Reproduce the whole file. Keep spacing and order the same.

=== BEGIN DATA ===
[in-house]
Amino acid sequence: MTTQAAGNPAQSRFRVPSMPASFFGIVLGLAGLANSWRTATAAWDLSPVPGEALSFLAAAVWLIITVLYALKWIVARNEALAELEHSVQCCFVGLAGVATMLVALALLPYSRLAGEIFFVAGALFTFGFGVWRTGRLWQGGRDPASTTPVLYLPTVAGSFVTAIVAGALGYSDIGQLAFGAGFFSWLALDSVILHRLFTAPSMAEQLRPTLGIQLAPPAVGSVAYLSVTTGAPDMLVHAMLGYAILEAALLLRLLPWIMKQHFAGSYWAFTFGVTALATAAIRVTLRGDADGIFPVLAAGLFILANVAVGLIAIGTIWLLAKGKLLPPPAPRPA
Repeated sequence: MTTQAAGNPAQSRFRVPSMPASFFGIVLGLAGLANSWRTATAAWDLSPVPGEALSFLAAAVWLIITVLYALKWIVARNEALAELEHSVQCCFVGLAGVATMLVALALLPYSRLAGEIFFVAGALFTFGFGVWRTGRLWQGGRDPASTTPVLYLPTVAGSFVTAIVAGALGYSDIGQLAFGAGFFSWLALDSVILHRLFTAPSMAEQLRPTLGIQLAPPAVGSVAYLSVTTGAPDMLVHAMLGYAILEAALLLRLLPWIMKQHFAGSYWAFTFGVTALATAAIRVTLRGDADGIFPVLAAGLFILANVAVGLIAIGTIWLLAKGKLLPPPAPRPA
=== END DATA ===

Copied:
[in-house]
Amino acid sequence: MTTQAAGNPAQSRFRVPSMPASFFGIVLGLAGLANSWRTATAAWDLSPVPGEALSFLAAAVWLIITVLYALKWIVARNEALAELEHSVQCCFVGLAGVATMLVALALLPYSRLAGEIFFVAGALFTFGFGVWRTGRLWQGGRDPASTTPVLYLPTVAGSFVTAIVAGALGYSDIGQLAFGAGFFSWLALDSVILHRLFTAPSMAEQLRPTLGIQLAPPAVGSVAYLSVTTGAPDMLVHAMLGYAILEAALLLRLLPWIMKQHFAGSYWAFTFGVTALATAAIRVTLRGDADGIFPVLAAGLFILANVAVGLIAIGTIWLLAKGKLLPPPAPRPA
Repeated sequence: MTTQAAGNPAQSRFRVPSMPASFFGIVLGLAGLANSWRTATAAWDLSPVPGEALSFLAAAVWLIITVLYALKWIVARNEALAELEHSVQCCFVGLAGVATMLVALALLPYSRLAGEIFFVAGALFTFGFGVWRTGRLWQGGRDPASTTPVLYLPTVAGSFVTAIVAGALGYSDIGQLAFGAGFFSWLALDSVILHRLFTAPSMAEQLRPTLGIQLAPPAVGSVAYLSVTTGAPDMLVHAMLGYAILEAALLLRLLPWIMKQHFAGSYWAFTFGVTALATAAIRVTLRGDADGIFPVLAAGLFILANVAVGLIAIGTIWLLAKGKLLPPPAPRPA